My point, which I clearly didn't make properly, was...

I have a friend with Type one diabetes. She has no insurance and she manages her health very well. That's why I am not getting the connection you are clearly making between the two.

Sorry Pianoman. I knew I should have stayed out of that issue, but I was honestly trying to be helpful.

If you had to deliver every day would you still consider it not too strenuous?

I just am fond of the flat bed job. I could tarp everyday and be just as happy as a pig in mud. Think of it as an hour and a half of exercise per day. Does that seem to strenuous? I think food delivery would be considerably more physical work.

Dm:

Dispatcher, Fleet Manager, Driver Manager

The primary person a driver communicates with at his/her company. A dispatcher can play many roles, depending on the company's structure. Dispatchers may assign freight, file requests for home time, relay messages between the driver and management, inform customer service of any delays, change appointment times, and report information to the load planners.
Robert B. (The Dragon) ye's Comment
member avatar

At first, you’re going to be worn out, there’s no real way around it because you’re using muscle groups you don’t normally use in the majority of other driving positions. It doesn’t take long before your body adapts though and you learn the tricks to doing things that work easier for you and make it a little less labor intensive. I’ve seen plenty of flatbed and heavy haul guys who don’t exactly fit the profile of peak fitness lol. You can handle this, you just have to want it.

Pianoman's Comment
member avatar

I have a friend with Type one diabetes. She has no insurance and she manages her health very well. That's why I am not getting the connection you are clearly making between the two.

Sorry Pianoman. I knew I should have stayed out of that issue, but I was honestly trying to be helpful.

I appreciate that. I don't want to go too much into it since this is a trucking forum, but there are a few reasons why she may have had better success without insurance. The biggest difference is probably her daily routine. I was actually able to control it pretty well without insurance at first which is why I went so long without it. But when I got into construction, the activity level is so all over the place it's next to impossible to control blood sugar levels using the insulin I've been using. Also, everyone's body is different. I'm part of a facebook group with other type I diabetics and it's crazy how some people can seemingly do everything right and their body just doesn't respond the same to insulin and certain foods and exercise.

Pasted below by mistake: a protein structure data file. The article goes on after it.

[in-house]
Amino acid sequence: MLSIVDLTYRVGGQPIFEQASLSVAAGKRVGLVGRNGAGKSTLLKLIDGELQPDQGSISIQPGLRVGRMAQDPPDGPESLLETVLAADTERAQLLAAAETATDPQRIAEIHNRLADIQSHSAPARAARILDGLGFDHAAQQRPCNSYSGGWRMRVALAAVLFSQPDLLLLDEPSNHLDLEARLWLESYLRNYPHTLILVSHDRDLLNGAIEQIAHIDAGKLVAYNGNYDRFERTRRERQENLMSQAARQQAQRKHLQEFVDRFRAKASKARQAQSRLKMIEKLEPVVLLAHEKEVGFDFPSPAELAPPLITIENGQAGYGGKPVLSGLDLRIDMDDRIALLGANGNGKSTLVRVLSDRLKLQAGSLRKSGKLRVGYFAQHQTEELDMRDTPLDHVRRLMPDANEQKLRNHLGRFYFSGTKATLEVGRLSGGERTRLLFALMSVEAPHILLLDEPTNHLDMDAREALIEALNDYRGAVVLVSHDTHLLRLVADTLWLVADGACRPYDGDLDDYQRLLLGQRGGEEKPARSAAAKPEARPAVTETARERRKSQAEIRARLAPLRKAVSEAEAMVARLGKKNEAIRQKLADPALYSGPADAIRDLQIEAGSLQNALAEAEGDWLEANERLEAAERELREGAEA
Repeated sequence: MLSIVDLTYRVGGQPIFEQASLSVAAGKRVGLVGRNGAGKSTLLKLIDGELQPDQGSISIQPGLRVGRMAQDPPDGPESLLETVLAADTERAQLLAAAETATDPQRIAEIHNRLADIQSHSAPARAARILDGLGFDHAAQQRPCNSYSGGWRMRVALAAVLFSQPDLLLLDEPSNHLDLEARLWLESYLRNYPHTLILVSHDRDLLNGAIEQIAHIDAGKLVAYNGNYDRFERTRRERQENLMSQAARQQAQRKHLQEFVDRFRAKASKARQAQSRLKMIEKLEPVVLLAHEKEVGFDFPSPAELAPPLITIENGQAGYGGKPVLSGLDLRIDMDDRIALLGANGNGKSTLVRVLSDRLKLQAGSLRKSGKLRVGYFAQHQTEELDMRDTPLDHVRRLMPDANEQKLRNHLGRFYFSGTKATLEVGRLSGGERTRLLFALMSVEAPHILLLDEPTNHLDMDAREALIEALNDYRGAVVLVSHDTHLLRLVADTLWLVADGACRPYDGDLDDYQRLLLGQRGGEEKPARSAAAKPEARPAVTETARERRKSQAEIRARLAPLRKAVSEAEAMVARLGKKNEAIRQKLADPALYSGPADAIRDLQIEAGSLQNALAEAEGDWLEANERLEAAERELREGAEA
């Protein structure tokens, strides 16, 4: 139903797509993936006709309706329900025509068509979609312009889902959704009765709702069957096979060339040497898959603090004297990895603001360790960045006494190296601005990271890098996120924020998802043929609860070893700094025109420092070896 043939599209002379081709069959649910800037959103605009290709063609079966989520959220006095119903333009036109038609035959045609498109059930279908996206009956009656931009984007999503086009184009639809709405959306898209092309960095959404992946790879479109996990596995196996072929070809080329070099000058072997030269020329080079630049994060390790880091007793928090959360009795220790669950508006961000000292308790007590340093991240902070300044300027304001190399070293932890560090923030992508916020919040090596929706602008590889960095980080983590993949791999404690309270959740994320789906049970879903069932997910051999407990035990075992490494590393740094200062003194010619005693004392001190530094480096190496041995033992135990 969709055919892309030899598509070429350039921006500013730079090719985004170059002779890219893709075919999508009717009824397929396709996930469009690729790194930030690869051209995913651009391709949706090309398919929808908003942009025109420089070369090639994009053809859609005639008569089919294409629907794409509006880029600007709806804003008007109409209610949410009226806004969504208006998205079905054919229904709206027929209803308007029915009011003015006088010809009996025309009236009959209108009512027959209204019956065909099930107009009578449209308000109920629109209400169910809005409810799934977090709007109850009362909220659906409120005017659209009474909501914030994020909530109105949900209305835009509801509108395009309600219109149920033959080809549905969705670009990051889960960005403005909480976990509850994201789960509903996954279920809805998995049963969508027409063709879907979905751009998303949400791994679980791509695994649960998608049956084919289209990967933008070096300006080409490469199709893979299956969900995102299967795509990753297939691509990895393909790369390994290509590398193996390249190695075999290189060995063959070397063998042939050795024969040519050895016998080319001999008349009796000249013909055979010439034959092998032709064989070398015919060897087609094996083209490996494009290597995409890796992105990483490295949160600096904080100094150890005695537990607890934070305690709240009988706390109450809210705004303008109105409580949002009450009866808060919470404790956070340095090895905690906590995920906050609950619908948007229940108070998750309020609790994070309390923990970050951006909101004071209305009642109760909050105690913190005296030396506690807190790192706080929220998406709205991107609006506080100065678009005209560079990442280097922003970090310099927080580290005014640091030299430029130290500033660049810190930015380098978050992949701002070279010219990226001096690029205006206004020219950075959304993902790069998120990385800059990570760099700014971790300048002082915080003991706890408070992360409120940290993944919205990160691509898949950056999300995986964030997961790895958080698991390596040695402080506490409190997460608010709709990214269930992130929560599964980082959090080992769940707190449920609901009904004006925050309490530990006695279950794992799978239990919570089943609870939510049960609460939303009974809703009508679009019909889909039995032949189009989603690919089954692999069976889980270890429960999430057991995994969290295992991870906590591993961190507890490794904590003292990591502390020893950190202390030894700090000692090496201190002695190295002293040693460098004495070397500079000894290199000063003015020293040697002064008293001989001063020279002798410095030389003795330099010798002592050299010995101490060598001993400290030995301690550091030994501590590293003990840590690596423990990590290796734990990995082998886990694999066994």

I just am fond of the flat bed job. I could tarp everyday and be just as happy as a pig in mud. Think of it as an hour and a half of exercise per day. Does that seem to strenuous? I think food delivery would be considerably more physical work.

Thanks, that's really helpful. It seems like it really wouldn't be a problem. I'm not sure about food delivery. My old codriver works for Sysco now and it seems like it would probably be fine. Lack of routine is the hardest thing to deal with with diabetes. If I know I'm gonna be dollying packages up and down a ramp for 10 hours it probably wouldn't be terribly difficult to manage. I'll regularly go for 10 mile bike rides in the heat and be fine doing it, I just have to plan for it.

Pianoman's Comment
member avatar

At first, you’re going to be worn out, there’s no real way around it because you’re using muscle groups you don’t normally use in the majority of other driving positions. It doesn’t take long before your body adapts though and you learn the tricks to doing things that work easier for you and make it a little less labor intensive. I’ve seen plenty of flatbed and heavy haul guys who don’t exactly fit the profile of peak fitness lol. You can handle this, you just have to want it.

Thanks Robert!

Chief Brody's Comment
member avatar

Pianoman asks:

If you had to deliver every day would you still consider it not too strenuous? Sorry I just don't know very much about flatbed.

Depends. I would haul day loads of shingles or Charlotte Pipe until the cows come home.

If this was my every day load, four tarp load, I would quit.